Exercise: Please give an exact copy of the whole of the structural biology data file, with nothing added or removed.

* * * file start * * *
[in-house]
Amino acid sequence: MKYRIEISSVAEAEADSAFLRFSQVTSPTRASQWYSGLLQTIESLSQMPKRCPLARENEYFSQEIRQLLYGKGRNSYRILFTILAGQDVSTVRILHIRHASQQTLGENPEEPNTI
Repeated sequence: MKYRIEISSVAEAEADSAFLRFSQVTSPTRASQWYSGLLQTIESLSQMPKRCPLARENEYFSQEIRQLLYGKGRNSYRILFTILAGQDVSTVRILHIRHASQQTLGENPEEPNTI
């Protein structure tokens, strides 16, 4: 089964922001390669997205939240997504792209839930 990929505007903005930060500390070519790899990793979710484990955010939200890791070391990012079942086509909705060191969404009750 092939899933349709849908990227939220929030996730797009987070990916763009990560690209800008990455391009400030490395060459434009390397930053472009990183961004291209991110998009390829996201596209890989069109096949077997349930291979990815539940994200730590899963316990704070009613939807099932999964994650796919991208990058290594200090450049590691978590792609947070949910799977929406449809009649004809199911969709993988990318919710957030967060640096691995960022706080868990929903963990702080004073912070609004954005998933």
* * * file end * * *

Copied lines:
[in-house]
Amino acid sequence: MKYRIEISSVAEAEADSAFLRFSQVTSPTRASQWYSGLLQTIESLSQMPKRCPLARENEYFSQEIRQLLYGKGRNSYRILFTILAGQDVSTVRILHIRHASQQTLGENPEEPNTI
Repeated sequence: MKYRIEISSVAEAEADSAFLRFSQVTSPTRASQWYSGLLQTIESLSQMPKRCPLARENEYFSQEIRQLLYGKGRNSYRILFTILAGQDVSTVRILHIRHASQQTLGENPEEPNTI
């Protein structure tokens, strides 16, 4: 089964922001390669997205939240997504792209839930 990929505007903005930060500390070519790899990793979710484990955010939200890791070391990012079942086509909705060191969404009750 092939899933349709849908990227939220929030996730797009987070990916763009990560690209800008990455391009400030490395060459434009390397930053472009990183961004291209991110998009390829996201596209890989069109096949077997349930291979990815539940994200730590899963316990704070009613939807099932999964994650796919991208990058290594200090450049590691978590792609947070949910799977929406449809009649004809199911969709993988990318919710957030967060640096691995960022706080868990929903963990702080004073912070609004954005998933």